NOTE: Bill language states that “The Navy is directed to budget for the remaining funding requirement in fiscal year 2010.”
LHA Replacement Vessel (LHA-R)
Administration request: No funds requested
Consolidated package: $178.3 million
SSN-774 “Virginia” Class Submarine
Administration request: $3.4 billion for 1 ship
Consolidated package: $3.5 billion for 1 ship
Littoral Combat Ship (LCS)
Administration request: $920 million for 2 ships
Consolidated package: $1.0 billion for 2 ships
Stryker Interim Armored Vehicle (IAV)
Administration request: $1.2 billion for 119 vehicles
Consolidated package: $951 million for 119 vehicles (cut due to delay in mobile gun system)
Future Combat Systems
Administration request: $3.2 billion R&D, $331 million procurement, $3.5 billion total
Consolidated package: $3.4 billion R&D, $222 million procurement, $3.6 billion total (procurement funding cut due to delay of hardware spin out until FY2010)
Armed Reconnaissance Helicopter
Administration request: $438.8 million for 28 copters
Consolidated package: $241.6 million for 15 copters (cut due to integration and production delays)
UH-60 Blackhawk Helicopters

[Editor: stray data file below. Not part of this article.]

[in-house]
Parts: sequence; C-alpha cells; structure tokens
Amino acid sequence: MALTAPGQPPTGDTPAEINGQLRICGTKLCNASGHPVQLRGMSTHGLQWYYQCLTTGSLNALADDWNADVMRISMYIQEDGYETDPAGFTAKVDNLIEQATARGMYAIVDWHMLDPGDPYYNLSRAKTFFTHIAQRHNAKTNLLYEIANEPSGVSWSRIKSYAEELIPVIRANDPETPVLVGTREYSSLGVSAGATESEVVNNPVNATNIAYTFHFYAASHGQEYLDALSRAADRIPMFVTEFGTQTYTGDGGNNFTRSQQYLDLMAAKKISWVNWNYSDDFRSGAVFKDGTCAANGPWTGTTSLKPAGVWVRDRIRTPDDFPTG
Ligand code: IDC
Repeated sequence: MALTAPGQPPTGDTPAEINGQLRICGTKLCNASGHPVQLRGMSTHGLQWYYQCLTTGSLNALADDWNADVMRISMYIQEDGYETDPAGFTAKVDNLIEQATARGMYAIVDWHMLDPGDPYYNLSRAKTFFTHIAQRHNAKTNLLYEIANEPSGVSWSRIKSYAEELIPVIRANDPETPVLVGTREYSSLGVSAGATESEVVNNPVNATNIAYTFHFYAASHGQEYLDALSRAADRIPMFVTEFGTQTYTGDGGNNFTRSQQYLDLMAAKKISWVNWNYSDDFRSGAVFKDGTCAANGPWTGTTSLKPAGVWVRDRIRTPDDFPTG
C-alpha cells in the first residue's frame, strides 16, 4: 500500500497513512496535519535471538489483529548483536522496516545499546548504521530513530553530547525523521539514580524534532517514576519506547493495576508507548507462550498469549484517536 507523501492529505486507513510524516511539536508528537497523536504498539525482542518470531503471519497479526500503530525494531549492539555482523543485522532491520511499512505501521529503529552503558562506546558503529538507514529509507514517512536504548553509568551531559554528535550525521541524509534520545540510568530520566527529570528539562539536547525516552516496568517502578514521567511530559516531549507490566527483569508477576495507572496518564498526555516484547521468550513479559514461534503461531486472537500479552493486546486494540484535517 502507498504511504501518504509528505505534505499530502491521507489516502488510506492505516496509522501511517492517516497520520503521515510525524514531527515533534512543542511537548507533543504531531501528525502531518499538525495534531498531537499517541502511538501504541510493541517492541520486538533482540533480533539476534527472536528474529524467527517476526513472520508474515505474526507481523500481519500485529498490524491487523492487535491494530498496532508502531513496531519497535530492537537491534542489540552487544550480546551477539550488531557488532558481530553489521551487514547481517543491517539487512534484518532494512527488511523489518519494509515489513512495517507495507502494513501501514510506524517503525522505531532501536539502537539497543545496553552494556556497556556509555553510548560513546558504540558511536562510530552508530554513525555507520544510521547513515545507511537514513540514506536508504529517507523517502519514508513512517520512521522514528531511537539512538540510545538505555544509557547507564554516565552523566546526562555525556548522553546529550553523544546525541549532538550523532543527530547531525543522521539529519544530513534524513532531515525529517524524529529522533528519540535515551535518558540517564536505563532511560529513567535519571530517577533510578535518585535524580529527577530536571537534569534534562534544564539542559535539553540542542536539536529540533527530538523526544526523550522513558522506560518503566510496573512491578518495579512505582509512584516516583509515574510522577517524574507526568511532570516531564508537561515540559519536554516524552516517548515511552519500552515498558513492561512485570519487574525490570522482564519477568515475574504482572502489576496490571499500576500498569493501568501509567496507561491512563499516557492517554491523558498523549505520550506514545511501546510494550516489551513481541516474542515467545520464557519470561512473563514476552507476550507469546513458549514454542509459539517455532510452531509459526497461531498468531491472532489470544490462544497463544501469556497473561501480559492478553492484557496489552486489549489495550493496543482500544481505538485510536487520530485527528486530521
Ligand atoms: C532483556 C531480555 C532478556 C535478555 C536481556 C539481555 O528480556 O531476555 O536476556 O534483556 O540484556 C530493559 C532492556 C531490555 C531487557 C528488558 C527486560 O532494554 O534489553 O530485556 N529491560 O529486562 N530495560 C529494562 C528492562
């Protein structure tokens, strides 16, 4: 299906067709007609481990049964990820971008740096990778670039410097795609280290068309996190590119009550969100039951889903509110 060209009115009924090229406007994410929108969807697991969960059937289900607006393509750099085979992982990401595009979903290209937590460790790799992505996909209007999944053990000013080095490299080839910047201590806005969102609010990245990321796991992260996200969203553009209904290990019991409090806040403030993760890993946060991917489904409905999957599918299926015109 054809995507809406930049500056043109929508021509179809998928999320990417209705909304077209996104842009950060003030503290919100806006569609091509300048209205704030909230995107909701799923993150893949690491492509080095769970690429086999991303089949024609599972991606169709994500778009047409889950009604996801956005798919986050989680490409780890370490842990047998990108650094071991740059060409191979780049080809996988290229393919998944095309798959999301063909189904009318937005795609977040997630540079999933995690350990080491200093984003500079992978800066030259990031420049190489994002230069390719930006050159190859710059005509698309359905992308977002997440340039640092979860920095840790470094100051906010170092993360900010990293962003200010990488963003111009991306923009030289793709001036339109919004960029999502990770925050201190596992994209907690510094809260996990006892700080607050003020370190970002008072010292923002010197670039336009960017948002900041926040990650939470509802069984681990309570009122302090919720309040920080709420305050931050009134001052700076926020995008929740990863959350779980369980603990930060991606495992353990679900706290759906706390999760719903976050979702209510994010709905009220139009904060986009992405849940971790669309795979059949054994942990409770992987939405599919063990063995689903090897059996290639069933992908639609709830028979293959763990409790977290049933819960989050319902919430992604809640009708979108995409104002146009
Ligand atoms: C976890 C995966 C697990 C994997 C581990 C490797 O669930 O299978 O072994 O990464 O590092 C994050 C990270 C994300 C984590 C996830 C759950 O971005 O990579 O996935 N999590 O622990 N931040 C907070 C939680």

Administration request: $1.1 billion for 63 copters
Consolidated package: $1.1 billion for 63 copters
HMMWV High Mobility Vehicle
Administration request: $946.7 million
Consolidated package: $836 million
Family of Medium Tactical Vehicles
Administration request: $944.7 million
Consolidated package: $444.7 million (cut due to funding already being provided in FY2008 war supplemental and production backlog)
Family of Heavy Tactical Vehicles
Administration request: $923.3 million
Consolidated package: $924.1 million
KEY POLICY PROVISIONS
Ban on Pentagon Propaganda – Stipulates that no funds may be used for publicity or propaganda purposes not authorized by Congress. This language is in response to the landmark New York Times article revealing that the Pentagon operated a coordinated plan to advance favorable media messages through the use of retired military analysts ostensibly hired to present objective, independent analysis to the American public. A similar amendment passed as part of the FY2009 House Defense Authorization bill.
Prohibition on Military Training for Human Rights Violators – Prohibits the use of funds to support the training of members of foreign security forces who have engaged in gross violations of human rights.
No Permanent Bases in Iraq – Prohibits the use of funds to establish any permanent military installation or base in Iraq.
Incentives for Downblending Highly Enriched Uranium (HEU) – States as U.S. policy that, if Russia agrees to additional HEU downblending after completion of the Russian HEU Agreement, Russia should be permitted to import 4 kilograms of Lowly Enriched Uranium (LEU) per calendar year for every 1 kilogram of HEU that was downblended in the preceding calendar year.
House Appropriations Committee Summary of 2009 Defense Appropriations (September 23, 2008)
Senate Appropriations Committee Summary of 2009 Defense Appropriations (September 23, 2008)
House Explanatory Statement on the Consolidated Security, Disaster Assistance, and Continuing Appropriations (CR) Act of 2009 (September 23, 2008)